“This is our story” Ashley Elston

Rated 5 stars ***** ARC. Published November 15, 2016. Disney-Hyperion. 312 p.

thisisourstoryJohn Michael, Shep, Henry and Logan are accused of murdering their friend Grant. During a hunting trip he was shot and killed, but none of them will admit to it. Kicked out of their prep school, the four rich boys are now attending public school to finish out their senior year while the district attorney works out the legal details of their case. Everyone expects their case to be dismissed because of their daddies’ money and closeness to the DA.

Kate is devastated, as she and Grant had been texting for weeks and she’d fallen for him. Her mother works for Mr. Stone, the assistant district attorney, where she has a part-time intern position. When the DA recuses himself and gives the case to the ADA, it is with the assumption he will not find the boys guilty. Kate is angry at what happened to Grant, and Mr. Stone is angry at being expected to lose. Together they work hard to find whatever evidence they can to incriminate the boys.

As Kate takes photographs, and sifts through transcripts and testimonials, she begins to realize the five best friends were leading double lives. The more she learns, the more she finds herself mixed into their lives. Soon the real killer decides she knows too much and, as time ticks closer towards a conviction, plots ways to get away with more than one murder.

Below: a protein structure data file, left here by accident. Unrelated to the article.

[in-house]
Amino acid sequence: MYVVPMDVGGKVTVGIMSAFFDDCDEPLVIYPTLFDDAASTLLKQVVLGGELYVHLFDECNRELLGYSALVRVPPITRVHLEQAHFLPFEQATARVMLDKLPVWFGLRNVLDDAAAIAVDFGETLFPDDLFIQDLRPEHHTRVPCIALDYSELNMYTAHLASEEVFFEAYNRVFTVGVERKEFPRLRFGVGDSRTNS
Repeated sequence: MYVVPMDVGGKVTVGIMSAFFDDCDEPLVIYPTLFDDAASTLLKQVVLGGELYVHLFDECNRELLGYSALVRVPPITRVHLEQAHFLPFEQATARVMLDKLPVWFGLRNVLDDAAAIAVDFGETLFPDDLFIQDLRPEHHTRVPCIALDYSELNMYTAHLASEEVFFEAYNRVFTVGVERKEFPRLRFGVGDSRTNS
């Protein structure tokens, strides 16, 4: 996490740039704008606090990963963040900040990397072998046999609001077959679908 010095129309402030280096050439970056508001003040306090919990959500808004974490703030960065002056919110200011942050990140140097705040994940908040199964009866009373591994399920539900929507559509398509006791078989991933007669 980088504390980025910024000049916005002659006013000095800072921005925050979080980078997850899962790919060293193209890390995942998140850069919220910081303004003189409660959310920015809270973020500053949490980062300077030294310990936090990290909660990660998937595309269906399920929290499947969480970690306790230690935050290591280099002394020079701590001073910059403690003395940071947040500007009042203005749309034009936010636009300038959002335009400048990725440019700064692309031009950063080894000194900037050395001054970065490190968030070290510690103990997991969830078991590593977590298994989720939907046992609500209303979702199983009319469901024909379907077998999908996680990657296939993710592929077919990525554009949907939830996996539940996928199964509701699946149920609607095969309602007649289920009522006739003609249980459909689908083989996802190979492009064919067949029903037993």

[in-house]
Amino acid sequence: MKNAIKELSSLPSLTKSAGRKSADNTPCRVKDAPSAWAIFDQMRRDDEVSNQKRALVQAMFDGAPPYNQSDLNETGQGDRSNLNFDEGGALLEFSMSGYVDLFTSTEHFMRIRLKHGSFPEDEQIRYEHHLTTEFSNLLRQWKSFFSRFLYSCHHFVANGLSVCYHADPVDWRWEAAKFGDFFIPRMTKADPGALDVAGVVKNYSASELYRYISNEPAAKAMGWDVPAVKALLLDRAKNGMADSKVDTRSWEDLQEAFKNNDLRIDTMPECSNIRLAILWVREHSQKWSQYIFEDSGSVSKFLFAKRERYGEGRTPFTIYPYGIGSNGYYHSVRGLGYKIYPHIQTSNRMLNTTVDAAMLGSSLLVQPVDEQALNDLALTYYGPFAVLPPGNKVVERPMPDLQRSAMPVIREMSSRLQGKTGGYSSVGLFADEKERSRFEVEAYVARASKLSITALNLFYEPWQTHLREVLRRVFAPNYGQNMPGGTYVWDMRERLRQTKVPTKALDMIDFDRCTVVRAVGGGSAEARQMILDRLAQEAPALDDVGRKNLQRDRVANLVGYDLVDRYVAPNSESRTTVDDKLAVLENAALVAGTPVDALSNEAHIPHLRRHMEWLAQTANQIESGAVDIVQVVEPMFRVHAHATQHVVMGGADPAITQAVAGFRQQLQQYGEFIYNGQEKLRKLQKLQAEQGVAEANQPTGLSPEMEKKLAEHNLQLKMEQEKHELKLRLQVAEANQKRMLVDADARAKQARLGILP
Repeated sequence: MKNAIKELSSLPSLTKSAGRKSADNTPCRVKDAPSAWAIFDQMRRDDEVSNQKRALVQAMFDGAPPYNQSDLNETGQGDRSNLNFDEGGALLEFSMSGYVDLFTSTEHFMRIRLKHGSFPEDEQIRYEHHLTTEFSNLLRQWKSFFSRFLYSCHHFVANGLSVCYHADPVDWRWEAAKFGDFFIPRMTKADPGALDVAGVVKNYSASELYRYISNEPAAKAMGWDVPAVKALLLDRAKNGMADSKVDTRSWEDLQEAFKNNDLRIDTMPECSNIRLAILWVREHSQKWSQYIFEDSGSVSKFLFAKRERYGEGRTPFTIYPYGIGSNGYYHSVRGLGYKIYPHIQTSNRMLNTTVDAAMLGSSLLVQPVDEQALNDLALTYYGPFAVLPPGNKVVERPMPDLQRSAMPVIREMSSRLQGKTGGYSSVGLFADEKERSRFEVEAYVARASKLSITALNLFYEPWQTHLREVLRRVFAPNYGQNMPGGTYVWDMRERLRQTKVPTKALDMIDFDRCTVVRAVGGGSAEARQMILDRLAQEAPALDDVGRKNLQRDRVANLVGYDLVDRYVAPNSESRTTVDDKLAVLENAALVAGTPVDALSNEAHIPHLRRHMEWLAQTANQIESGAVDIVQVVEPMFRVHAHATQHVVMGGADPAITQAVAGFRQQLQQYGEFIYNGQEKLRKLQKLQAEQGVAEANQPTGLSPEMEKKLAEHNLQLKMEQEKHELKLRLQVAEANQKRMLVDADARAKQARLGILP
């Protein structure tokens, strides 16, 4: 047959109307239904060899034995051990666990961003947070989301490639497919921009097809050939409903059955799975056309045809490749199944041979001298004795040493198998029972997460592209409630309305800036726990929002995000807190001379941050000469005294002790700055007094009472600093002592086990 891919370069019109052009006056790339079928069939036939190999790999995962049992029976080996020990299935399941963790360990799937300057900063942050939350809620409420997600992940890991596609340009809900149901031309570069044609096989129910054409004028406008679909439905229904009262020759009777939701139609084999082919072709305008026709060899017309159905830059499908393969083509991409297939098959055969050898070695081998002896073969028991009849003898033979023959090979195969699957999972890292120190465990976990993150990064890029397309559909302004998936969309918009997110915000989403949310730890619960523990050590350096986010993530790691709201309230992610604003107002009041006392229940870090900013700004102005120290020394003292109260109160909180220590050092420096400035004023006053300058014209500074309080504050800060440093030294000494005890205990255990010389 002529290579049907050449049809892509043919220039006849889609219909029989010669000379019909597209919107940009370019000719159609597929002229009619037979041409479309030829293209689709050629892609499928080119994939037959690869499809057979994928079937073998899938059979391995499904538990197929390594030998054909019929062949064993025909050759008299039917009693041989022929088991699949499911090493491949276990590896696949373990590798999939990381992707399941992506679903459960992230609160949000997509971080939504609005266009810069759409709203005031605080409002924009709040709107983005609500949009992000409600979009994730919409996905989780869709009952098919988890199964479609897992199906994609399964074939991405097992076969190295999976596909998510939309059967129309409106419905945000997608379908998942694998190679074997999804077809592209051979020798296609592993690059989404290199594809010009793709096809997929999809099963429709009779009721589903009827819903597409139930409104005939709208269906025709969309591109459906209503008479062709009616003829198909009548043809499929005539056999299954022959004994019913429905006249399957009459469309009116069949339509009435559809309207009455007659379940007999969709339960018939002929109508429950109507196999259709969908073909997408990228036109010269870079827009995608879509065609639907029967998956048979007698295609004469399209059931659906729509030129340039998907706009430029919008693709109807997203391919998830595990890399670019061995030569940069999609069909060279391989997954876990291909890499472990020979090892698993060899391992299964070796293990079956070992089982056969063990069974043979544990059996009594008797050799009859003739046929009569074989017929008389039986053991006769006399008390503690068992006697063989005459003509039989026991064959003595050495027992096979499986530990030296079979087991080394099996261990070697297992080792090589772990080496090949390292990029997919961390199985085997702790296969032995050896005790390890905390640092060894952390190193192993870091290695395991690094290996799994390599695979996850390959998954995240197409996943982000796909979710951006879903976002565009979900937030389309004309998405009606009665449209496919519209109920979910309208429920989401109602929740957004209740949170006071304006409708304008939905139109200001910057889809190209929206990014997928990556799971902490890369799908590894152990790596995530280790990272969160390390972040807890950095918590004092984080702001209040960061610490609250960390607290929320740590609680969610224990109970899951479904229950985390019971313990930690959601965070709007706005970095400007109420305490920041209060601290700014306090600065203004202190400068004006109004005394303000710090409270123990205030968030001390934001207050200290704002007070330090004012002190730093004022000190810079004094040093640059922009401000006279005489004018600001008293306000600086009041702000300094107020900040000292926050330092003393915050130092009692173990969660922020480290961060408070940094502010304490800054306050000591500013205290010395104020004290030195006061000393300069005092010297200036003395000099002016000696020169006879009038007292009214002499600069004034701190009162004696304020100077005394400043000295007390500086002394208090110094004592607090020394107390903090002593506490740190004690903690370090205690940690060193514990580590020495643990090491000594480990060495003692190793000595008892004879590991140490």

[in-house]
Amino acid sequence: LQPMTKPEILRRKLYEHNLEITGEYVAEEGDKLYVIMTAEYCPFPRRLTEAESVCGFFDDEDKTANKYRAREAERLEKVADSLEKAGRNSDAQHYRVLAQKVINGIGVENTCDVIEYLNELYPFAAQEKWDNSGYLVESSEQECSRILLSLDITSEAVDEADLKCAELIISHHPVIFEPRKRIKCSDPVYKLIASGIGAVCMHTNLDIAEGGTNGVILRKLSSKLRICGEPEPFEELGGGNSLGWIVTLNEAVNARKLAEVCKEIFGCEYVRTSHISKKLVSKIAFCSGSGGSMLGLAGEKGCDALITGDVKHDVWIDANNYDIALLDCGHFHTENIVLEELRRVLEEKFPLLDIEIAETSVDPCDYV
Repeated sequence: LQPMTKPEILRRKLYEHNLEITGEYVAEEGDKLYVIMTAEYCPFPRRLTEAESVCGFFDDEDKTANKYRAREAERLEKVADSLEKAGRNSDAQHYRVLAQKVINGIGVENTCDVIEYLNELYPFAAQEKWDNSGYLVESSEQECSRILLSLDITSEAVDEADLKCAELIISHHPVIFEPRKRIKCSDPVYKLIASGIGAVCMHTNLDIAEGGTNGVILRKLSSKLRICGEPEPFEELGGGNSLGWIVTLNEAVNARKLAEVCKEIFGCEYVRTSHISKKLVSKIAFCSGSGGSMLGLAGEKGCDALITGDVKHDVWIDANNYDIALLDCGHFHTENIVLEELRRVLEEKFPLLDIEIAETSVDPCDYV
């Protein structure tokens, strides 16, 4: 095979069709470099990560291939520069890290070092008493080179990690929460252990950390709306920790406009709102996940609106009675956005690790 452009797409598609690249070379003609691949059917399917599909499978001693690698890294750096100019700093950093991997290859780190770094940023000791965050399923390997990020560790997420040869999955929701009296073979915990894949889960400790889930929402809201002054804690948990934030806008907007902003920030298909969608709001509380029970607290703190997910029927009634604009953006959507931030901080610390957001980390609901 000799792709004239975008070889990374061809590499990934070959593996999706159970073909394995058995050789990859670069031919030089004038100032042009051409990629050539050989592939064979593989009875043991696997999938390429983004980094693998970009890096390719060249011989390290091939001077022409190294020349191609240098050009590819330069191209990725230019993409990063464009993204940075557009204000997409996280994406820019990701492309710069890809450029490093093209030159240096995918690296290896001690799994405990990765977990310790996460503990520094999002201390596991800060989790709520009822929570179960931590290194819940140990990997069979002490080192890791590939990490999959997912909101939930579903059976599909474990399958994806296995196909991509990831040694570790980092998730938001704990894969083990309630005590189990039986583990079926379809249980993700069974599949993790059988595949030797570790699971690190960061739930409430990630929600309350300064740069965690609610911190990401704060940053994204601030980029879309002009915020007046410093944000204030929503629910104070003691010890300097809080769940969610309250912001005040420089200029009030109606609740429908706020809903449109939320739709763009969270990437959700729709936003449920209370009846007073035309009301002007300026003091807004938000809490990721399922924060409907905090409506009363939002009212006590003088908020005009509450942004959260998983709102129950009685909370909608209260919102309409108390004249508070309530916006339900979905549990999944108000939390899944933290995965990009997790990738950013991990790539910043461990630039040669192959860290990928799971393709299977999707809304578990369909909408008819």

This murder mystery kept me on the edge of my seat. I thought I knew who killed Grant but, when the truth was revealed, I was completely wrong. Bravo to Elston for crafting not only a very interesting read, but giving readers excellent descriptions of what goes on behind the scenes in a murder case. It was also intriguing to read the killer’s thoughts after almost every chapter, dropping hints about the case.

Highly recommended for ages 14 and older.

“Lavina” Mary Marcus

Rated 5 stars ***** ARC. 2015. The Story Plant.

LavinaMary Jacob barely remembers her life before she was 13, growing up in Murpheysfield, Louisiana. She is shocked when her older sister calls to say her dad is dying and wants to see her, as she hasn’t spoken to either of them in years. Despite her misgivings she decides to return home, where she is soon forced to face memories she has tried so hard to forget.

Billy Ray, singer and harmonica player, left his hometown of Murpheysfield, Louisiana in 1963 when he was 15 years old and his mother, Lavina, was killed. Thirty years later he reluctantly returns for a gig and finds out Mary Jacob is in town. He knows she is the only one who knows what really happened the day his mother died, and he is determined to finally get the truth out of her.

In alternate voices Mary Jacob, Lavina and Billy Ray talk about life during Jim Crow. As their connections to each other are revealed, the past begins to blend into the present as the events that changed their lives forever are finally revealed.

“Lavina” reveals the endurance of an oppressed race as well as the complex world that existed between black and white. It will stay with you long after the last page is turned.

Highly recommended for Adults.